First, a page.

Only 19,800 Miles: 1973 Oldsmobile Delta 88 Royale Convertible

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After one run through eBay’s auction process, this Oldsmobile missed the seller’s reserve by just a hair, ending on Nov 2 at $15,600. So this time, he has decided to conduct a no-reserve auction in hopes that the price will come as close to his number as the last time around, and he can let her go. Here on eBay is a very original 1973 Oldsmobile Delta 88 Royale convertible, with current bidding at $15,800. The seller is the second owner and has driven the Olds just 3,000 of the odometer’s total of 19,800 miles in his fifteen years of ownership, mostly as a participant in parades. The car is located in Neshanic Station, New Jersey. We have Larry D. to thank for this tip!

The Oldsmobile 88 has a fifty-year production history beginning in 1949. The seventh-generation cars occupied the 1971 to 1976 time frame and were, unfortunately, victims of federal mandates for safety as well as the gas crisis that descended in 1973. Starting in 1971, compression ratios had to decline in order to allow the use of unleaded gasoline. In 1973, “five mph bumpers” – protecting the car’s occupants in a 5 mph crash – were mandated in front; by 1974, the same mandate applied to the rear. Horsepower continued to suffer as emissions controls were added to the growing pile of regulations. The 350 cu. in. V8, which was standard equipment in the Delta 88, produced 250 bhp in 1971, 155 bhp in 1972, and – a new low – 150 bhp in 1973. The Rocket 455 cu. in. V8 was available, but this car’s VIN indicates it came with the 350/ two-barrel carburetor set-up. It wouldn’t have mattered much anyway since by 1973, the 455 made 250 bhp, only as much as the 350 put out back in 1971.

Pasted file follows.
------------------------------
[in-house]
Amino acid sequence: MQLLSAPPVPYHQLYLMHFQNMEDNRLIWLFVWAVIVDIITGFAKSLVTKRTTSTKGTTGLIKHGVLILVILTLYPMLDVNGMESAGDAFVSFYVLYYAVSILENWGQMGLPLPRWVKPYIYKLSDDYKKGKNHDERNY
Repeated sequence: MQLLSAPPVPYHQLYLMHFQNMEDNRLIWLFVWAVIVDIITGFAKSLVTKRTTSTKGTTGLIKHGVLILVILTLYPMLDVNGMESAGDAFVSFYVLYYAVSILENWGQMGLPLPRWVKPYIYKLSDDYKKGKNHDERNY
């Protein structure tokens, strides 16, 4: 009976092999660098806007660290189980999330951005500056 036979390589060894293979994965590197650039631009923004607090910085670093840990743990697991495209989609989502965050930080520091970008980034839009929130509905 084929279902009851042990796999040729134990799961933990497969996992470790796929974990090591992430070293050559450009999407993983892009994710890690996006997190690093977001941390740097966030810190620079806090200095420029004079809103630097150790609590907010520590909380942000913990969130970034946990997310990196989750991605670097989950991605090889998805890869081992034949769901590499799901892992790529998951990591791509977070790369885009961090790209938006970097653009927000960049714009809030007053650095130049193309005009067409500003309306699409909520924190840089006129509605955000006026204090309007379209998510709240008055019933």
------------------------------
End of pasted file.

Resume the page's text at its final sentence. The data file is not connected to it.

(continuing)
The interior is pristine. A prime feature of the seventh-gen cars was the large square speedometer in the center of the dash. Controls were clustered closer to the driver by the 1970s, enhancing ergonomics. This example has power locks, power windows, and air conditioning. The column-shift automatic is a three-speed. The seller installed a modern am/fm radio that mimics a retro look; he also installed rear air shocks.

The trunk is as spiffy as the rest of the car. We see hardly any wear even on the warning labels affixed to the underside of the panel. No word on whether the set of hubcaps comes with the sale. But those won’t tip the scale much one way or the other, as this car should probably creep a bit higher. It’s not a performance car, but the convertible body style is a plus. Its low miles are an advantage and its condition appears spectacular. Another ’73 Olds Delta 88 Royale convertible is offered at $29,900, also with low miles and pristine, but with the 455 engine. Streetside Classics has a black version from 1971 also with a 455, but in this year that motor would generate 340 bhp, so this is practically a muscle car. Given these examples, what do you think this one should sell for?

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  1. NHDave

    As usual, a really good piece, Michelle. One clarification may be appropriate. While higher bumper standards—whether they be 5 mph or the more recent 2.5 mph—naturally increase nominal protection for occupants, their standard is aimed primarily at keeping the vehicle operational. That is, insuring the essential functions necessary to operate the vehicle such as lights, turn signals, radiator, etc. are not damaged enough in a given impact (5 mph, or 2.5 mph, etc.) that they no longer function. Thus, even after such an impact the vehicle can be driven with those functionally- and legally-necessary essentials still operating. Again, great write-up on this Delta 88!